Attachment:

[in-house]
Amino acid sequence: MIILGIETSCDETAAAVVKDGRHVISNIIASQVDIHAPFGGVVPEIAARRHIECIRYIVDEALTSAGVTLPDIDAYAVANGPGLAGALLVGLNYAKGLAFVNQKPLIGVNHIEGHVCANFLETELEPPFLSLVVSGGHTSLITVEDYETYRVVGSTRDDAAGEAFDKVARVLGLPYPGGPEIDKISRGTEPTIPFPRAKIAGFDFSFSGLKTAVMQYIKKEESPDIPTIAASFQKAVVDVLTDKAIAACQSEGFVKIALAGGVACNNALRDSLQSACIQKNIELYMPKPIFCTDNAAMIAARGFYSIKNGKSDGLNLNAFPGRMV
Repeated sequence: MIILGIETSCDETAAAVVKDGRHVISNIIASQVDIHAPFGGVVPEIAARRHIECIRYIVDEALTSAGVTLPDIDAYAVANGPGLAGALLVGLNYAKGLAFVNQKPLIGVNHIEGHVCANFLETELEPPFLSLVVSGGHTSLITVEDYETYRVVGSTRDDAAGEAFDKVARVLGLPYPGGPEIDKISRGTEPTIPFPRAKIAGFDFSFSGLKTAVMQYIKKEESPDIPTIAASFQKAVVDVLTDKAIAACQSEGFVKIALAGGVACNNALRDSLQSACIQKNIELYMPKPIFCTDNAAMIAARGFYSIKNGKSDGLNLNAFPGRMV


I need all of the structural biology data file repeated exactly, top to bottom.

[in-house]
Amino acid sequence: MIILGIETSCDETAAAVVKDGRHVISNIIASQVDIHAPFGGVVPEIAARRHIECIRYIVDEALTSAGVTLPDIDAYAVANGPGLAGALLVGLNYAKGLAFVNQKPLIGVNHIEGHVCANFLETELEPPFLSLVVSGGHTSLITVEDYETYRVVGSTRDDAAGEAFDKVARVLGLPYPGGPEIDKISRGTEPTIPFPRAKIAGFDFSFSGLKTAVMQYIKKEESPDIPTIAASFQKAVVDVLTDKAIAACQSEGFVKIALAGGVACNNALRDSLQSACIQKNIELYMPKPIFCTDNAAMIAARGFYSIKNGKSDGLNLNAFPGRMV
Repeated sequence: MIILGIETSCDETAAAVVKDGRHVISNIIASQVDIHAPFGGVVPEIAARRHIECIRYIVDEALTSAGVTLPDIDAYAVANGPGLAGALLVGLNYAKGLAFVNQKPLIGVNHIEGHVCANFLETELEPPFLSLVVSGGHTSLITVEDYETYRVVGSTRDDAAGEAFDKVARVLGLPYPGGPEIDKISRGTEPTIPFPRAKIAGFDFSFSGLKTAVMQYIKKEESPDIPTIAASFQKAVVDVLTDKAIAACQSEGFVKIALAGGVACNNALRDSLQSACIQKNIELYMPKPIFCTDNAAMIAARGFYSIKNGKSDGLNLNAFPGRMV